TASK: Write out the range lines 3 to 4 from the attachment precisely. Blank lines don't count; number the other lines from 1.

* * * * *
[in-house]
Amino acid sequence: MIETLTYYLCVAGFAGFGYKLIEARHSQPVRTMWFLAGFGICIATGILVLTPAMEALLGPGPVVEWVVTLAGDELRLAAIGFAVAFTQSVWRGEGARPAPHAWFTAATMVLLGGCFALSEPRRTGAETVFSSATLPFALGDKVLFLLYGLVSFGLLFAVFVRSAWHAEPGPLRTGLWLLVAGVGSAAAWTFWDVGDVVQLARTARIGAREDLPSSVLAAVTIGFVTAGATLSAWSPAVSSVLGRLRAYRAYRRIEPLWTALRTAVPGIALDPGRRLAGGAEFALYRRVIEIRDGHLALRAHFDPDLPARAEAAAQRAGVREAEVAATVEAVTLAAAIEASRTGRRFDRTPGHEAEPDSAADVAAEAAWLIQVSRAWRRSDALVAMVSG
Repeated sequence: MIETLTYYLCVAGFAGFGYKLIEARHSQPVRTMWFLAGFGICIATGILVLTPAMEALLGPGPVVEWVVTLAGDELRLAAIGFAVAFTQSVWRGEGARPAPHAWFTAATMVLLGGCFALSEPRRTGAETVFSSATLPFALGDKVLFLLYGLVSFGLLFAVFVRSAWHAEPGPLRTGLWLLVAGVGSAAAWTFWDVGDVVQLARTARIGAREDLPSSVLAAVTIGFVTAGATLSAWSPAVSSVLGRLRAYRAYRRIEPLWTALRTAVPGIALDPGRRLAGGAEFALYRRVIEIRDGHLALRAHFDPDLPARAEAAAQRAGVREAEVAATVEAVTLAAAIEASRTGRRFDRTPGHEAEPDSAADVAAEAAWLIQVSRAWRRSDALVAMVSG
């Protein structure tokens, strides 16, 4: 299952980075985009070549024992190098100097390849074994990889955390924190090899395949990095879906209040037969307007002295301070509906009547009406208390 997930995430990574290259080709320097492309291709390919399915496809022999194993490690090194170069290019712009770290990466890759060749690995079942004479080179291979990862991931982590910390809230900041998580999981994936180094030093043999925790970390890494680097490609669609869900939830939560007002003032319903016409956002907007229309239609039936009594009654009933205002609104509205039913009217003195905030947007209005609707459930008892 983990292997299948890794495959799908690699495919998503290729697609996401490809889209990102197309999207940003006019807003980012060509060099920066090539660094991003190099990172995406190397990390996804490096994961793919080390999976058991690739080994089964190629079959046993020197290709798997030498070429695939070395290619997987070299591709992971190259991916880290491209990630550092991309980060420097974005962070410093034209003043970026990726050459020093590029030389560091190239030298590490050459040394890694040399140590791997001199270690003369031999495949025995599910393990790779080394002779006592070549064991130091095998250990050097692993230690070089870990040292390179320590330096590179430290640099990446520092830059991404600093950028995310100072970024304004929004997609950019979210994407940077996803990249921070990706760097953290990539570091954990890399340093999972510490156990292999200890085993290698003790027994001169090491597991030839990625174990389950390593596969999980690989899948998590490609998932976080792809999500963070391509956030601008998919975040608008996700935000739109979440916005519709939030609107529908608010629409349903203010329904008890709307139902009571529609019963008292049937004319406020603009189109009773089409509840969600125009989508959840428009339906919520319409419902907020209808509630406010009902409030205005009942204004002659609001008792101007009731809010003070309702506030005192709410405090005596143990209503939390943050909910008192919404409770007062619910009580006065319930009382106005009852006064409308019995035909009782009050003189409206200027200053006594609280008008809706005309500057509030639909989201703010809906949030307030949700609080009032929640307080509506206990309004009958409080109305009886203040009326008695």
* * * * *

Repeated sequence: MIETLTYYLCVAGFAGFGYKLIEARHSQPVRTMWFLAGFGICIATGILVLTPAMEALLGPGPVVEWVVTLAGDELRLAAIGFAVAFTQSVWRGEGARPAPHAWFTAATMVLLGGCFALSEPRRTGAETVFSSATLPFALGDKVLFLLYGLVSFGLLFAVFVRSAWHAEPGPLRTGLWLLVAGVGSAAAWTFWDVGDVVQLARTARIGAREDLPSSVLAAVTIGFVTAGATLSAWSPAVSSVLGRLRAYRAYRRIEPLWTALRTAVPGIALDPGRRLAGGAEFALYRRVIEIRDGHLALRAHFDPDLPARAEAAAQRAGVREAEVAATVEAVTLAAAIEASRTGRRFDRTPGHEAEPDSAADVAAEAAWLIQVSRAWRRSDALVAMVSG
């Protein structure tokens, strides 16, 4: 299952980075985009070549024992190098100097390849074994990889955390924190090899395949990095879906209040037969307007002295301070509906009547009406208390 997930995430990574290259080709320097492309291709390919399915496809022999194993490690090194170069290019712009770290990466890759060749690995079942004479080179291979990862991931982590910390809230900041998580999981994936180094030093043999925790970390890494680097490609669609869900939830939560007002003032319903016409956002907007229309239609039936009594009654009933205002609104509205039913009217003195905030947007209005609707459930008892 983990292997299948890794495959799908690699495919998503290729697609996401490809889209990102197309999207940003006019807003980012060509060099920066090539660094991003190099990172995406190397990390996804490096994961793919080390999976058991690739080994089964190629079959046993020197290709798997030498070429695939070395290619997987070299591709992971190259991916880290491209990630550092991309980060420097974005962070410093034209003043970026990726050459020093590029030389560091190239030298590490050459040394890694040399140590791997001199270690003369031999495949025995599910393990790779080394002779006592070549064991130091095998250990050097692993230690070089870990040292390179320590330096590179430290640099990446520092830059991404600093950028995310100072970024304004929004997609950019979210994407940077996803990249921070990706760097953290990539570091954990890399340093999972510490156990292999200890085993290698003790027994001169090491597991030839990625174990389950390593596969999980690989899948998590490609998932976080792809999500963070391509956030601008998919975040608008996700935000739109979440916005519709939030609107529908608010629409349903203010329904008890709307139902009571529609019963008292049937004319406020603009189109009773089409509840969600125009989508959840428009339906919520319409419902907020209808509630406010009902409030205005009942204004002659609001008792101007009731809010003070309702506030005192709410405090005596143990209503939390943050909910008192919404409770007062619910009580006065319930009382106005009852006064409308019995035909009782009050003189409206200027200053006594609280008008809706005309500057509030639909989201703010809906949030307030949700609080009032929640307080509506206990309004009958409080109305009886203040009326008695």